What’s an ounce of prevention worth?

by University Communications,

Professor Lisbeth Claus envisions the future of Human Resources.

A court transcriber from a New York firm took a nasty fall in the shower of his Toronto hotel. A French executive was kidnapped and held for ransom in Colombia. The daughter of an Australian employee on assignment in Jakarta contracted dengue fever.

What exactly is a company’s obligation when it sends employees and their families overseas on assignment?

That question has launched Lisbeth Claus Ph.D., SPHR, GPHR, Professor of Global HR at Willamette University, and the 2003 President of The Global Forum, the international division of the Society for Human Resource Management (SHRM), farther to the front of the world stage.

Modern origin story.

“In the 2008 attacks in Mumbai, the HR blogosphere lit up with concern for employees in the area,” Professor Claus recounts. “We implicitly expect employers to take practical steps to safeguard their employees against any reasonably foreseeable dangers in the workplace; they have a Duty of Care (DOC). But as I began to look into the topic –a basic tenet of the medical profession- I discovered that there wasn’t anything in the academic literature about employees crossing borders for work.”

The following January, Professor Claus spent her sabbatical producing a white paper on the topic. In it, she wrote: “Multinational Corporations risk liability for breaching not only the laws of the countries in which they operate and in which their employees are nationals or permanent residents, but also those laws in the countries to which their employees travel on business or live as expatriates.”

“Human capital is now our biggest risk.”

Though Dr. Claus has been published widely on subjects related to global HR and performance management of multinational companies, she says, “That white paper on DOC was the most popular thing that I ever wrote.” Already a frequent keynote speaker at HR conferences around the world, Professor Claus became the international spokeswoman on Duty of Care.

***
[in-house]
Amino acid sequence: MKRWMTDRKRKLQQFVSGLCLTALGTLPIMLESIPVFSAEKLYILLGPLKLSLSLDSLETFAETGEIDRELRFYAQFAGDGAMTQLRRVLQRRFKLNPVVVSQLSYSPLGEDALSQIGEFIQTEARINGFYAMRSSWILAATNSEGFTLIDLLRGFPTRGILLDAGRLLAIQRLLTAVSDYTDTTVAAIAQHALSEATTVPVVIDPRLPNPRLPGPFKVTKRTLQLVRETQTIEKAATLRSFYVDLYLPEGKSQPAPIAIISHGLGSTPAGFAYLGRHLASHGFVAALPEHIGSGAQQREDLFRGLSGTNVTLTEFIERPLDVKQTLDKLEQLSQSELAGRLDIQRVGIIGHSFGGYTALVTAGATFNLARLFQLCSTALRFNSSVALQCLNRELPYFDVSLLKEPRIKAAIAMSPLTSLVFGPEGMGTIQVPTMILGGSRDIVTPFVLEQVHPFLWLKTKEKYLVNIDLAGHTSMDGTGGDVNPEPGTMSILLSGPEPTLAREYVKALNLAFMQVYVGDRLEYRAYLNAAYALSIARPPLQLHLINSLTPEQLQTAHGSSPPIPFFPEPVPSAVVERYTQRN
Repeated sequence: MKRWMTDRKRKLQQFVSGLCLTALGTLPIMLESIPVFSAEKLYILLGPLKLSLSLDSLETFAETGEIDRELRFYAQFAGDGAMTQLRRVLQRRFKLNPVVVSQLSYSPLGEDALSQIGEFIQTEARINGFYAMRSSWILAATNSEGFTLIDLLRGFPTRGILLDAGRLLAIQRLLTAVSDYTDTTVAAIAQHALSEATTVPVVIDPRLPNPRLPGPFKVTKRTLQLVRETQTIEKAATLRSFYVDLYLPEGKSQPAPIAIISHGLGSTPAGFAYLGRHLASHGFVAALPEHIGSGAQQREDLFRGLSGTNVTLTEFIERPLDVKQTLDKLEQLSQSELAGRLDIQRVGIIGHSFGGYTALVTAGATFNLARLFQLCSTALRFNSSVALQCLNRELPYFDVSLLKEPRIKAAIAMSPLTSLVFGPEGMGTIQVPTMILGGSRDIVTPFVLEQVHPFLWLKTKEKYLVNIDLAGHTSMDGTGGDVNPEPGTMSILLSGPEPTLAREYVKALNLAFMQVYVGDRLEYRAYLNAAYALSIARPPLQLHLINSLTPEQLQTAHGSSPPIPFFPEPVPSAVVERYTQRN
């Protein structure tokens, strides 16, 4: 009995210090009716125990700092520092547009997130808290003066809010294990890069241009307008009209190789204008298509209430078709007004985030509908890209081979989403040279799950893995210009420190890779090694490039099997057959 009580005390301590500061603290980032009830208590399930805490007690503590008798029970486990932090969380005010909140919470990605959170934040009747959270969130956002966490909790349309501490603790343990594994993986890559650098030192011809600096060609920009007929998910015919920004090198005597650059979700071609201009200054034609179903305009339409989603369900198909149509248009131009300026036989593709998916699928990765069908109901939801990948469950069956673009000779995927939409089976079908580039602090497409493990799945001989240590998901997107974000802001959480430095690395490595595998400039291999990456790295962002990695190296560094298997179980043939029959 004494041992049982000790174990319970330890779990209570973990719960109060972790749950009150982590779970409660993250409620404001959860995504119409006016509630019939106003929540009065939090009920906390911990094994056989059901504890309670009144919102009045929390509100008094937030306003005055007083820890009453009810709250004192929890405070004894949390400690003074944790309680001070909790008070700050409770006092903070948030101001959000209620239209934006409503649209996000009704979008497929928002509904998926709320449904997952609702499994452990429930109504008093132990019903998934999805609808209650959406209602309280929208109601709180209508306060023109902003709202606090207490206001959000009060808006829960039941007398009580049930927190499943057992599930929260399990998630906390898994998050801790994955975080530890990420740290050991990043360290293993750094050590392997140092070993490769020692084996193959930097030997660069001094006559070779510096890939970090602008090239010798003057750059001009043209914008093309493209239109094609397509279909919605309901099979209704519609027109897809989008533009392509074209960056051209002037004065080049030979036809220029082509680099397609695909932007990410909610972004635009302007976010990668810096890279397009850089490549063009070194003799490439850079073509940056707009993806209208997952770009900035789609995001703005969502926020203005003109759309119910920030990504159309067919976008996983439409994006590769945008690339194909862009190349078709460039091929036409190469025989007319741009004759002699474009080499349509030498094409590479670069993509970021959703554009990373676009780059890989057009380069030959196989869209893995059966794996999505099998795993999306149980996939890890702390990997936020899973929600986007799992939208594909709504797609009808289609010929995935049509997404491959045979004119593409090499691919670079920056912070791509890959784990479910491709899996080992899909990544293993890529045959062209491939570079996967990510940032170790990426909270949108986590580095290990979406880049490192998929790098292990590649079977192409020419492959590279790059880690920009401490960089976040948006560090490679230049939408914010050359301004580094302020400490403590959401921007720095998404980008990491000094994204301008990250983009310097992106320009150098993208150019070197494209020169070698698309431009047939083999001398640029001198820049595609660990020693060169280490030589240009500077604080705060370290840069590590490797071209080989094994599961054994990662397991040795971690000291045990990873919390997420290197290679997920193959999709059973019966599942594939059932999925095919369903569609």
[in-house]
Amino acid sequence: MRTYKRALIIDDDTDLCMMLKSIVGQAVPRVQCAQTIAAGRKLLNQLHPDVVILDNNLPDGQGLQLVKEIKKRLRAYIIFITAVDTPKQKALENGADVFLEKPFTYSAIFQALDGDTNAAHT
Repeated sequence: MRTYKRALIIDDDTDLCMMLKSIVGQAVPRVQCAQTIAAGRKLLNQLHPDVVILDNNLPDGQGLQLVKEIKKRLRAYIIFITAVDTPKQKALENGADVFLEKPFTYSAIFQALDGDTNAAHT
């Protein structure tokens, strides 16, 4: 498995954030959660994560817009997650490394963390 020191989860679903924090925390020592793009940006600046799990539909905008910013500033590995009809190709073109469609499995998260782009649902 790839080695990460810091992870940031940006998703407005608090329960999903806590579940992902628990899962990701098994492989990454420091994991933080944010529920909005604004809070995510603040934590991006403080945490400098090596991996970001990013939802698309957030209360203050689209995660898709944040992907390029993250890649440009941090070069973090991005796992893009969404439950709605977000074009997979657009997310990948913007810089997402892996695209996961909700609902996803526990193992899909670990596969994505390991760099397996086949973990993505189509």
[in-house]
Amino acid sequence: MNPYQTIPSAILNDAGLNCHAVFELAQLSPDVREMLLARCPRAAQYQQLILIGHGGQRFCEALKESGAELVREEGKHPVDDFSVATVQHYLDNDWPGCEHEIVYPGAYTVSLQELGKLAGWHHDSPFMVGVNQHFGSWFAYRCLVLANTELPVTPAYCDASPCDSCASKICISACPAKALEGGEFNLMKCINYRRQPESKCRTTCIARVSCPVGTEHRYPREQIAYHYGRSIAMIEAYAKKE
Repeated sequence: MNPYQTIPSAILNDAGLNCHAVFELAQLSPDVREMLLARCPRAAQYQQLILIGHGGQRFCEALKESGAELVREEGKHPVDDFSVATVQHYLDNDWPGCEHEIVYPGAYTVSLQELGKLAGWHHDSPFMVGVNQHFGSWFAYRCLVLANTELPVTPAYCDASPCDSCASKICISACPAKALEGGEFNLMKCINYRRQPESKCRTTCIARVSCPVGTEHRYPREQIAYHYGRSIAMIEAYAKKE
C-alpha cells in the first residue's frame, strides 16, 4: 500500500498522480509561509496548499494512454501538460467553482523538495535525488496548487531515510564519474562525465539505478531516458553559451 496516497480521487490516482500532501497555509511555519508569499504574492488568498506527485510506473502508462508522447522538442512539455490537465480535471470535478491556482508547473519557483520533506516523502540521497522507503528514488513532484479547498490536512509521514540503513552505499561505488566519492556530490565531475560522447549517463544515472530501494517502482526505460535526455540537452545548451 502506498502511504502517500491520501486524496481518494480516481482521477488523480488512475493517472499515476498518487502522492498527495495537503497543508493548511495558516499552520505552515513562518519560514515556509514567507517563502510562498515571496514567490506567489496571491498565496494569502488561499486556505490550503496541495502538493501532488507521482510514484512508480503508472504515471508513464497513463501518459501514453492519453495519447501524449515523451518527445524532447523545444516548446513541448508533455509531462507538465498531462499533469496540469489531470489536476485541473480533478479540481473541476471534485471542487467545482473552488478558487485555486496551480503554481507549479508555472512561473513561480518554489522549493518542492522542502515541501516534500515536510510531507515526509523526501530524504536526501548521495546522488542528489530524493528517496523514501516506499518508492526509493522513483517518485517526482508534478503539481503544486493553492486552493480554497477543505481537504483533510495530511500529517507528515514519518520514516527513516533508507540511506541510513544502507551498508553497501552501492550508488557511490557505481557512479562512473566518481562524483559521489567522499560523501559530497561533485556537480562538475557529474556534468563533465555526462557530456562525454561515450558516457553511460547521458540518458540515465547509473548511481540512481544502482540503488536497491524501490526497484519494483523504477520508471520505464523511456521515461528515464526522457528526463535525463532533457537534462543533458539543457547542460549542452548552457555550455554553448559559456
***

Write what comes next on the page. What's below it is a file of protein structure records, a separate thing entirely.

Claus’s paper highlights the predominant assumption that holds employers responsible; “Of 39 DOC cases analyzed for that white paper, 36 were decided in the employee’s favor. Courts are likely to look at the employer’s profits, and ask ‘couldn’t you have spent a bit more to protect your employees’ well being?’ Consumers show that they share that attitude; they won’t buy from companies they perceive as irresponsible.”

HR: an essential part of good management.

Professor Claus has been championing the fundamental importance of HR in her classes at Willamette for years; “I believe this is one of the strong suits of the program: HR isn’t treated as an elective, it’s a core part of the full-time MBA program. Students leave with a healthy respect for HR as a management discipline.”

Claus’s past students agree.

Simona Bucur (MBA’08), Business Unit Manager of Infectious Diseases at Janssen, Pharmaceutical Companies of Johnson and Johnson Romania, recounts “that the hardest and most important thing in my work is the so-called ‘soft’ part, which Lisbeth teaches. You can always compensate for the technical part, but you cannot compensate for this ‘soft’ part.”

Matthew Newberry (MBA’11), Senior Tax Consultant, Global Mobility at Deloitte adds that Claus’s “reputation and extensive experience in Global HR was one of the main reasons I chose to attend Willamette’s business school. During her experiential Global HR course, our small team conducted several consulting projects on Global HR-related issues for real client-companies. Lisbeth structured the experience to be as close to a real world experience as possible. This class and Lisbeth’s guidance literally led me to where I am today.”

“Students can hang their hats on more than one discipline.”

Whether she’s addressing her class at Willamette, or a multi-day strategic HR seminar, Claus asserts that; “Optimizing for one management discipline isn’t enough. You have to be at least ‘baseline good’ at all the disciplines, and then have a focus in one or two areas. That’s the future of management. In the workplace, you identify problems by red flags and recognize the underlying situation. To address it well, you have to grab from different bags of knowledge. That’s what a modern professional does.”